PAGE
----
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Plant protection in organic arable and horticultural production: A summary of research conducted under the German Federal Programme for Organic Agriculture and other forms of Sustainable Agriculture

ANON, AN (2012) Plant protection in organic arable and horticultural production: A summary of research conducted under the German Federal Programme for Organic Agriculture and other forms of Sustainable Agriculture. Organic Research Evaluations, Berlin, Eberswalde and Hamstead Marshall.

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Summary

Plant protection in arable and horticultural production was one of the central topics for research in the Federal Programme for Organic Agriculture. Since 2002, 53 projects have been carried out on this subject. After several status quo analyses (2002-2004), methods for control and prevention of pests and diseases were further developed and adapted to organic farming conditions. Focus areas included copper replacement, resistant varieties and improved cultivation methods. Plant health issues were also addressed in various speciality crops where pests and diseases often lead to the need to import produce from other European countries (e.g. Brussels sprouts), as domestic production cannot cover the ever-increasing demand; in this area, several projects were set up to improve growing conditions and establish new methods for plant protection. One important focus was the control of downy mildew, particularly in organic onion cultivation. In this case insights from conventional farming were adapted to organic farming conditions, e.g. in the control of downy mildew in summer onion cultivation. The growing risk of the occurrence of downy mildew in organic onion cultivation could be further reduced through the use of new, mildew-resistant varieties. New alternatives to the use of copper, such as plant extracts of sage and liquorice or microbial preparations with Aneurinibacillus migulanus demonstrated a significant reduction of infestation in onion and cucumber. In organic potatoes, primary stem infection by late blight (Phytophthora infestans) was significantly reduced by seed dressing using small amounts of copper (120 g/ha, compared to higher amounts that would be needed for a foliar treatments in the field); this led to yields increases by up to 55%. Alternative pesticides were tested against the pea moth (Cydia nigricana); here, a pyrethroid formulation showed variable effects and Spruzit-Neu® was unable to reduce pest infestation at high insect densities. The use of beneficial insects and other cultural methods was extensively studied. Covering Brussels sprouts with fine-meshed nets from the time of transplanting until the end of October achieved a 77% reduction in the infestation with cabbage whitefly (Aleyrodes proletella) during the main infestation period in September. In field trials with point releases of the parasitic wasp Encarsia tricolor, parasitism was up to 50% higher than in the reference without release; bringing the first release forward in time resulted in a significant pest reduction by about 60%. Studies on the control of carrot fly (Chamaepsila rosae) showed that a major risk factor for infestation is the distance to fields where carrot had been grown in the previous year, and thus field selection offers a major control option. In addition, the research showed that infestation can be limited by growing either early or late sets of carrots. Another project dealt with the natural control of the grain weevil (Sitophilus granarius) by a continuous release of the ectoparasitoid Lariophagus distinguendus in grain stores. This method is intended to be an affordable, easy-to-use and effective alternative to existing release methods. Further results from the BÖLN research on pest management in Crop Production are regularly published at www.bundesprogramm-oekolandbau.de.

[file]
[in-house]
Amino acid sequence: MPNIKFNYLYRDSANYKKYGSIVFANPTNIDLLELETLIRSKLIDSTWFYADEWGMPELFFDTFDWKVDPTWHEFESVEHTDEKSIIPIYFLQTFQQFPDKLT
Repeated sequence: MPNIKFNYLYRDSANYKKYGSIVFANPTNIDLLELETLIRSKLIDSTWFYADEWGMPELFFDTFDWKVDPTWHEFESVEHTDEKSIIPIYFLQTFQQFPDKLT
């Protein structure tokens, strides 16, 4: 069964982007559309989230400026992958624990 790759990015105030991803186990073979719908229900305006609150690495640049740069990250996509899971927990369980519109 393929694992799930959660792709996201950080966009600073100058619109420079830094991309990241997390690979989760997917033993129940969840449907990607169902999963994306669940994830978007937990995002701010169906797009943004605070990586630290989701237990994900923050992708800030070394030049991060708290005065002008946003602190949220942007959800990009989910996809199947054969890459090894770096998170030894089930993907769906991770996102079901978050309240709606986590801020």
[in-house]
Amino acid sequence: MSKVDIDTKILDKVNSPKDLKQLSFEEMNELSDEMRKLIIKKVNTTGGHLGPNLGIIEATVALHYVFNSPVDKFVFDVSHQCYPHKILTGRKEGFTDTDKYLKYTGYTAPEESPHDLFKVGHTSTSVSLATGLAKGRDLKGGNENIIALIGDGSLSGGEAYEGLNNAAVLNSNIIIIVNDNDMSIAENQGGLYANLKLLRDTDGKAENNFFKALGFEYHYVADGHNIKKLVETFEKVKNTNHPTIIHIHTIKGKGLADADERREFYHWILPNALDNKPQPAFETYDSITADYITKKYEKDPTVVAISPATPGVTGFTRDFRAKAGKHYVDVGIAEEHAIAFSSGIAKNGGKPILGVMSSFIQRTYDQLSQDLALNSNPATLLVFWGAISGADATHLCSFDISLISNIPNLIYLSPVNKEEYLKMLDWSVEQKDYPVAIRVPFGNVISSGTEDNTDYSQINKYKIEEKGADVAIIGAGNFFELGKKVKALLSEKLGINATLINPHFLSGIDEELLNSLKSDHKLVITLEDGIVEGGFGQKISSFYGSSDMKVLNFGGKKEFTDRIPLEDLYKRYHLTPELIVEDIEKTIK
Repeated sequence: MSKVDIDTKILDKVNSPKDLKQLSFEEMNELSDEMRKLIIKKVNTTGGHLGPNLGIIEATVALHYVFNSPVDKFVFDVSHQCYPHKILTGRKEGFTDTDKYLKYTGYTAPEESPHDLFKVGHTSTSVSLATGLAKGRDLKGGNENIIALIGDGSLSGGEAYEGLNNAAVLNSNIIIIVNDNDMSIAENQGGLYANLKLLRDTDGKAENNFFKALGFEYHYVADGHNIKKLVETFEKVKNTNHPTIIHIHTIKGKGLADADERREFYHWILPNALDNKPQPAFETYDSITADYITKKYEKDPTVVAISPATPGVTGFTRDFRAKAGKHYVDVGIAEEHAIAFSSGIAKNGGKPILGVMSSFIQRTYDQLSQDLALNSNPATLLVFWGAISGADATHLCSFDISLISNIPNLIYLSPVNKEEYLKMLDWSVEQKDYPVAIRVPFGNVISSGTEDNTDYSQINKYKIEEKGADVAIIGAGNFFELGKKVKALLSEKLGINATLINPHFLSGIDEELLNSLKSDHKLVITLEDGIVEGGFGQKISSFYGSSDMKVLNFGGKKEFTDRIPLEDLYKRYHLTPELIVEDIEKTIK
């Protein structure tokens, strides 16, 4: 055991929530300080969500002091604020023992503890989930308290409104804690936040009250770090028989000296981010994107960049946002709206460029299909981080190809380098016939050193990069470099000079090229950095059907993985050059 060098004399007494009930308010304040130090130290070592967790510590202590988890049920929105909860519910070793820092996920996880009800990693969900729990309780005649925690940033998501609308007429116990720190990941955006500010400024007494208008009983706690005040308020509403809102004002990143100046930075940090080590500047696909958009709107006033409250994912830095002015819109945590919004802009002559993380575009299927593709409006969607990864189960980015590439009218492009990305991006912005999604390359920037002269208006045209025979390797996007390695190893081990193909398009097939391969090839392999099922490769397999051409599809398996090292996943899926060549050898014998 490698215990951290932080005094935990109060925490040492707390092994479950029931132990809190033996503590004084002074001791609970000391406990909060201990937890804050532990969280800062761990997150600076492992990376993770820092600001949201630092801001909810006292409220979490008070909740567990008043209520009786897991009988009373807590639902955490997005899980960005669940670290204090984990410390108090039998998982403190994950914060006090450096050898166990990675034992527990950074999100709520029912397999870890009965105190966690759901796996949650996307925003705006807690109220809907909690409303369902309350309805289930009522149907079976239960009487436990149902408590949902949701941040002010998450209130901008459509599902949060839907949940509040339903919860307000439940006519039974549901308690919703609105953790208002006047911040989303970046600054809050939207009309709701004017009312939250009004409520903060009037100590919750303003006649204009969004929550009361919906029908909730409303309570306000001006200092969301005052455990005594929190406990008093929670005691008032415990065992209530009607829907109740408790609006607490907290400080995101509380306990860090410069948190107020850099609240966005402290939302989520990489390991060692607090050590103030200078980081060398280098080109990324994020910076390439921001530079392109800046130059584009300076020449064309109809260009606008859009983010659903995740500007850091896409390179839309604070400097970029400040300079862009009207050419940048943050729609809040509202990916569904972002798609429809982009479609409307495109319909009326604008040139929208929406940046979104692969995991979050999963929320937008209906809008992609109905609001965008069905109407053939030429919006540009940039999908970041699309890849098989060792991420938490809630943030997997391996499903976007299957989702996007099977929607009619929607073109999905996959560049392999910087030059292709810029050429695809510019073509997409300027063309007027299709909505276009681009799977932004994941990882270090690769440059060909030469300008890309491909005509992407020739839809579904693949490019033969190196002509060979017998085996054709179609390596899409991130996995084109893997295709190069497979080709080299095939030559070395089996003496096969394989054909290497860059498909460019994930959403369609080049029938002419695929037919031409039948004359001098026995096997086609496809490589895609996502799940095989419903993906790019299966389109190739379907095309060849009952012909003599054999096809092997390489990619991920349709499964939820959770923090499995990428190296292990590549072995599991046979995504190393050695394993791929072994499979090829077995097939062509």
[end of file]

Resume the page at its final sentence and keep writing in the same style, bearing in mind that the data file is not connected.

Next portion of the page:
EPrint Type:Other
Agrovoc keywords:
LanguageValueURI
EnglishPlant protectionhttp://aims.fao.org/aos/agrovoc/c_5978
Subjects: Crop husbandry > Crop health, quality, protection
Research affiliation: Germany > Federal Organic Farming Scheme - BOELN
UK > Organic Research Centre (ORC) - Elm Farm
Related Links:http://www.bundesprogramm-oekolandbau.de/
Deposited By: Padel, Dr Susanne
ID Code:21869
Deposited On:21 Dec 2012 15:44
Last Modified:21 Dec 2012 15:44
Document Language:English
Status:Published

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